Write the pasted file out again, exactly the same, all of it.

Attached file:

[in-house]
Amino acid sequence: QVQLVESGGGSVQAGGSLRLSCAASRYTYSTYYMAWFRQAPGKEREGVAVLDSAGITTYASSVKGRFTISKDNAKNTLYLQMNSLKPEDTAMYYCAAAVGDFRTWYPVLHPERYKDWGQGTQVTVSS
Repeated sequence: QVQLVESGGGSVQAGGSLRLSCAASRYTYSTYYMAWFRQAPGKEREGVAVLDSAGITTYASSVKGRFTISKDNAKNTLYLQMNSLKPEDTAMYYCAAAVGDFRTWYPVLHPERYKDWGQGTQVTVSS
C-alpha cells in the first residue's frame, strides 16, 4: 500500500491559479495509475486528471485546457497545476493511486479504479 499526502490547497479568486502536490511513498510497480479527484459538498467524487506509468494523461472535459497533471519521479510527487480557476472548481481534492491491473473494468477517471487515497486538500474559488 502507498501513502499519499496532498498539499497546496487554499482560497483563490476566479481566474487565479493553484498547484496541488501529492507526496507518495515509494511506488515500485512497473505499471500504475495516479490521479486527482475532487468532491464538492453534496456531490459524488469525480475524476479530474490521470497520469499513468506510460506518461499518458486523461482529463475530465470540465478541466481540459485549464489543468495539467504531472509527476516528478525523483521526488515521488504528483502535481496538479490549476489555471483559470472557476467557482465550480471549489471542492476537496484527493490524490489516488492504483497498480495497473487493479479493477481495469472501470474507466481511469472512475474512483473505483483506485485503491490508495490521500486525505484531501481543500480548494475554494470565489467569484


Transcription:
[in-house]
Amino acid sequence: QVQLVESGGGSVQAGGSLRLSCAASRYTYSTYYMAWFRQAPGKEREGVAVLDSAGITTYASSVKGRFTISKDNAKNTLYLQMNSLKPEDTAMYYCAAAVGDFRTWYPVLHPERYKDWGQGTQVTVSS
Repeated sequence: QVQLVESGGGSVQAGGSLRLSCAASRYTYSTYYMAWFRQAPGKEREGVAVLDSAGITTYASSVKGRFTISKDNAKNTLYLQMNSLKPEDTAMYYCAAAVGDFRTWYPVLHPERYKDWGQGTQVTVSS
C-alpha cells in the first residue's frame, strides 16, 4: 500500500491559479495509475486528471485546457497545476493511486479504479 499526502490547497479568486502536490511513498510497480479527484459538498467524487506509468494523461472535459497533471519521479510527487480557476472548481481534492491491473473494468477517471487515497486538500474559488 502507498501513502499519499496532498498539499497546496487554499482560497483563490476566479481566474487565479493553484498547484496541488501529492507526496507518495515509494511506488515500485512497473505499471500504475495516479490521479486527482475532487468532491464538492453534496456531490459524488469525480475524476479530474490521470497520469499513468506510460506518461499518458486523461482529463475530465470540465478541466481540459485549464489543468495539467504531472509527476516528478525523483521526488515521488504528483502535481496538479490549476489555471483559470472557476467557482465550480471549489471542492476537496484527493490524490489516488492504483497498480495497473487493479479493477481495469472501470474507466481511469472512475474512483473505483483506485485503491490508495490521500486525505484531501481543500480548494475554494470565489467569484